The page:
Archive for the 'blogosphere' Category Page 2 of 2

(re)defining racism: who gets to?

I’ve been neglecting this blog for the past few days, mostly because I’ve been caught up in debate over on this thread at Alas, A Blog. The part of the conversation that I got involved in began with someone comparing my saying that white gentrification can seem like an invasion to anti-immigration rhetoric, but the whole thread travels down a long and winding road about immigration and gentrification in general and winds up (yet another) debate on the correct definition of racism. I ascribe to the definition of racism as racial power and privilege plus racial prejudice, and the notion that, while all of us are prejudiced as a result of living in a racist society, only white folks have the racial power that enables them to be racist. As usual, some (actually, only two) white folks disagreed, vehemently, and many other folks, people of color and white people alike, disagreed with them in turn.

In the course of this discussion, I discovered one of the best breakdowns of this definition of racism that I’ve ever read, an Understanding Racism workshop outline from the Prison Activist Resource Center that is inspired by the Undoing Racism workshops of the People’s Institute. I highly recommend that folks read it.

Coming soon (hopefully tomorrow): what happened at the Dyke March, and a whole lot of replying to comments, old and new.

if my friends could see me now

Lookie here – my piece on polyamory and radical feminism made it into the 17th Carnival of Feminists!

The carnivals kind of mystify me. I’m never on top of my game enough to actively submit something to one, and yet I’ve wound up in three so far. Hmm. I’m not complaining!

Also – I’m dreadfully behind on responding to comments. It makes me want to weep. Well, maybe not weep, but I definitely pout about it. There’s been a lot of thought-provoking stuff written and I’ve read it all, let me reassure you. Thanks to everyone who’s taken the time to write anything remotely thoughtful, whether it’s in agreement or in disagreement. I guess I never expected my blog to get this many comments and I haven’t yet hit my stride for handling them! Perhaps I should also not require myself to respond to nearly every single comment, since, you know, this is most certainly not my full time job.

I have smart friends.

Many of them, in fact. Here’s some recent words from two of them.

My friend Dean writes about polyamory in “For Lovers and Fighters” on Make. This article really resonated with me, as a currently poly person, in so many ways. In it, he touches on many things: “how interrogating the limits of monogamy fits into [his] queer, trans, feminist, anti-capitalist, anti-oppression politics,” how we treat people we’re dating or in a romantic relationship with vs. how we treat our friends (and how we might do well to treat our friends more like our dates and our dates more like our friends, sometimes), and how polyamory is emergent in communities that question and break gender rules and norm. He also talks about the negative aspects of the relative popularity of polyamory in some communities – how sometimes polyamory is seen as more “radical” and right on, while monogamy is seen as a throwback; how poly people can hold themselves up to stringent and unrealistic standards of behavior, with any jealousy or insecurity yielding feelins of shame and inadequacy. Dean writes:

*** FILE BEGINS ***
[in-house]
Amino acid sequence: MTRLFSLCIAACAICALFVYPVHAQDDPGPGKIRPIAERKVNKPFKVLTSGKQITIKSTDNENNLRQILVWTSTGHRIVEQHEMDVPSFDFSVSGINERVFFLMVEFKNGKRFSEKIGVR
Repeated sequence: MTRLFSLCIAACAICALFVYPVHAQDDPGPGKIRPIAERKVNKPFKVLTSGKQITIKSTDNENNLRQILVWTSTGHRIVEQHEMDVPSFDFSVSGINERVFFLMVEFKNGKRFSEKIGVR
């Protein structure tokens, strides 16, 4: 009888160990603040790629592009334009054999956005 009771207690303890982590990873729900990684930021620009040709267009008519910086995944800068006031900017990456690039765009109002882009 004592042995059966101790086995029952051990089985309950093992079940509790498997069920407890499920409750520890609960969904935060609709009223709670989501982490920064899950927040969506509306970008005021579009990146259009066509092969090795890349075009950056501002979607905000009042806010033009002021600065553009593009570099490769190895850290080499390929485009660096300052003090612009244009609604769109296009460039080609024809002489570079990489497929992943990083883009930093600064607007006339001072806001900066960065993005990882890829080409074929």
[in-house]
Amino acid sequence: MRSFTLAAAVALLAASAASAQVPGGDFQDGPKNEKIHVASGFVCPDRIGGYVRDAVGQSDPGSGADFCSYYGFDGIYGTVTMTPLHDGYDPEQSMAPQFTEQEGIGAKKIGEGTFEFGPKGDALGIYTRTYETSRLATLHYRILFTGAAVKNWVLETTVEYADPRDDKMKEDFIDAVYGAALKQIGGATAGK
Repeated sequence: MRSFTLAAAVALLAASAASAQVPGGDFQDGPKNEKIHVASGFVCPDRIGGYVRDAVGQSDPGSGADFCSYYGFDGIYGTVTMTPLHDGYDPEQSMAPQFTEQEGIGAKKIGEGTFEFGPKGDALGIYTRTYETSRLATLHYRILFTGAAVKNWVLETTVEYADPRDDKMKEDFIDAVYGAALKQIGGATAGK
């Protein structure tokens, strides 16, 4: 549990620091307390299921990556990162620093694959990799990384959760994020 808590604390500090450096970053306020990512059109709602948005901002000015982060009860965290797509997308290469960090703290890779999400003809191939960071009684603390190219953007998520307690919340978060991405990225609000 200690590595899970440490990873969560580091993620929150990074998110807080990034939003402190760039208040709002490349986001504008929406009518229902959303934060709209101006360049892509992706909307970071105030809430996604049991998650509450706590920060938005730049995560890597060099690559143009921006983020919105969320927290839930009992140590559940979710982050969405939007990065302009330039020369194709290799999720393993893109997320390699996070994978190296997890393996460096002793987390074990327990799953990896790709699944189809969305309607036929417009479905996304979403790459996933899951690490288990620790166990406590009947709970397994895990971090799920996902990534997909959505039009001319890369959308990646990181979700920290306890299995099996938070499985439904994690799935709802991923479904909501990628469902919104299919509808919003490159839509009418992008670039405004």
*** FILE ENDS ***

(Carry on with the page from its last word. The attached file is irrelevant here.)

It seems like the best answer to all of this is to move forward as we do in the rest of our activism, carefully and slowly, based on our clearest principles, with trust and a willingness to make mistakes. The difficulty of having open relationships should not be a reason not to try it, but it should be a reason not to create new punishing norms in our communities or in our own minds. We’ve done difficult things before. We struggle with internalized oppressions, we chose to live our lives in ways that our families often tell us are impossible, idealistic or dangerous, and we get joy from creatively resisting the limits of our culture and political system that are both external and part of our own minds.

In a post entitled “The internet ate my subculture,” Anne writes about whether something has happened in recent years to “completely destroy american public culture,” and whether that something might be the internet. She writes:

Is it totally trite to blame MySpace? Or Friendster? Or hell, livejournal? The timing is right. They keep everyone “connected” without having to, y’know, do anything together except catechise our daily living and fuck. Memoirs are now the best-selling genre of new book. Coincidence? We can get all the kudos and sexiness we need without ever leaving the house, without ever extending ourselves beyond our individual choices of which job, which identity, which sound card, which sex act we prefer. Narrativize it, publish it, let the appreciative comments pour in…

Who Said It Was Simple

I’m a bit behind on the blogging and probably won’t catch up until next week. But I just stumbled upon this brilliant poem by Audre Lorde, one of the few by her that I haven’t read before. It reminded me of the recent conflicts that I’ve witnessed between certain white feminist bloggers and women of color (also feminist) bloggers, especially the drama that was playing out at blac(k)ademic. This poem seems a good response to said white feminists.

Who Said It Was Simple
Audre Lorde

There are so many roots to the tree of anger
that sometimes the branches shatter
before they bear.
Sitting in Nedicks
the women rally before they march
discussing the problematic girls
they hire to make them free.
An almost white counterman passes
a waiting brother to serve them first
and the ladies neither notice nor reject
the slighter pleasures of their slavery.
But I who am bound by my mirror
as well as my bed
see causes in color
as well as sex

and sit here wondering
which me will survive
all these liberations.

Women of Color Blog Carnival

I’m reposting this here (from many sources) both because I think it’s great and that many women of color should participate, and because I need to remind myself to write something for this, too. You know, in between doing the twenty-gazillion other things on my to do list… sheesh!

~~~a call out for submissions~~~

Because Women of Color recognize that real world structural inequalities such as poverty, violence, imprisonment, and community neglect, have restricted our access to the resources the internet has to offer our communities,

Because Women of Color recognize that computer literacy is a right that has long been denied to our communities,

Because the internet has been used as a tool to further racist, sexist, and anti-queer fantasies/representations of Women of Color,

Because Women of Color recognize that these racist, sexist, and anti-queer fantasies/representations have very real world consequences for our communities and us,

Because Women of Color demand that the resources the internet has to offer be available to our communities,